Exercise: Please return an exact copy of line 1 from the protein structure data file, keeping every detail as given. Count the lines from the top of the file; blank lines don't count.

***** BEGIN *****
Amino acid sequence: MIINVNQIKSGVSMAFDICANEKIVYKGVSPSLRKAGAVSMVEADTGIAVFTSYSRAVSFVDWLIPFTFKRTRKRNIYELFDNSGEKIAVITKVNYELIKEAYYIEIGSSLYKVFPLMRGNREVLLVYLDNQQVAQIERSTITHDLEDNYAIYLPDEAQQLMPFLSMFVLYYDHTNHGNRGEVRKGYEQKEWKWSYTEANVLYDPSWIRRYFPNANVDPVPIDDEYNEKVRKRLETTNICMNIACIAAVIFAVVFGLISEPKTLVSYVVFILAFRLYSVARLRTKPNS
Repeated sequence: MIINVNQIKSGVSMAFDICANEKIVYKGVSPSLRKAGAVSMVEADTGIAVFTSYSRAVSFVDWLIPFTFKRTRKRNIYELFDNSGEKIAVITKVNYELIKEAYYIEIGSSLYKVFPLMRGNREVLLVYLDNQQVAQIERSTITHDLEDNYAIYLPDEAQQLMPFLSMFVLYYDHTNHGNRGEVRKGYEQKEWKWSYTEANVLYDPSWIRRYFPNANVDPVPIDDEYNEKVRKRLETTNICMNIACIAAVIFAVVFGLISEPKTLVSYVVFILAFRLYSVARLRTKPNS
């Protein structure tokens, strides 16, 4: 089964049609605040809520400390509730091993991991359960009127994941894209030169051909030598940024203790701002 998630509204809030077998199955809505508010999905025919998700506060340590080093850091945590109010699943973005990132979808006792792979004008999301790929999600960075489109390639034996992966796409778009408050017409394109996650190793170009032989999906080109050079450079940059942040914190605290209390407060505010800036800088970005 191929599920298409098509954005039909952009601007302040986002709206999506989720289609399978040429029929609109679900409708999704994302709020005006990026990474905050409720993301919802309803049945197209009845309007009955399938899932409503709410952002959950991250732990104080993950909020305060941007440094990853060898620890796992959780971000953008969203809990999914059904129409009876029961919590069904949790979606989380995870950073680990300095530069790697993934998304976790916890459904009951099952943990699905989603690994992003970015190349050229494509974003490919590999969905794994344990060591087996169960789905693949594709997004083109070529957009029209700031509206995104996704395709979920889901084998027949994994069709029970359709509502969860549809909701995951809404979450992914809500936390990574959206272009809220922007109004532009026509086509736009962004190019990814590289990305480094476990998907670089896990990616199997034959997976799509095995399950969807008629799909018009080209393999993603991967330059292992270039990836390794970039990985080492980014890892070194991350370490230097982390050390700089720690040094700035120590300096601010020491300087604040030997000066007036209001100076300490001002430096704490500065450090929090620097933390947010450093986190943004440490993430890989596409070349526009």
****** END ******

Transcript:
Amino acid sequence: MIINVNQIKSGVSMAFDICANEKIVYKGVSPSLRKAGAVSMVEADTGIAVFTSYSRAVSFVDWLIPFTFKRTRKRNIYELFDNSGEKIAVITKVNYELIKEAYYIEIGSSLYKVFPLMRGNREVLLVYLDNQQVAQIERSTITHDLEDNYAIYLPDEAQQLMPFLSMFVLYYDHTNHGNRGEVRKGYEQKEWKWSYTEANVLYDPSWIRRYFPNANVDPVPIDDEYNEKVRKRLETTNICMNIACIAAVIFAVVFGLISEPKTLVSYVVFILAFRLYSVARLRTKPNS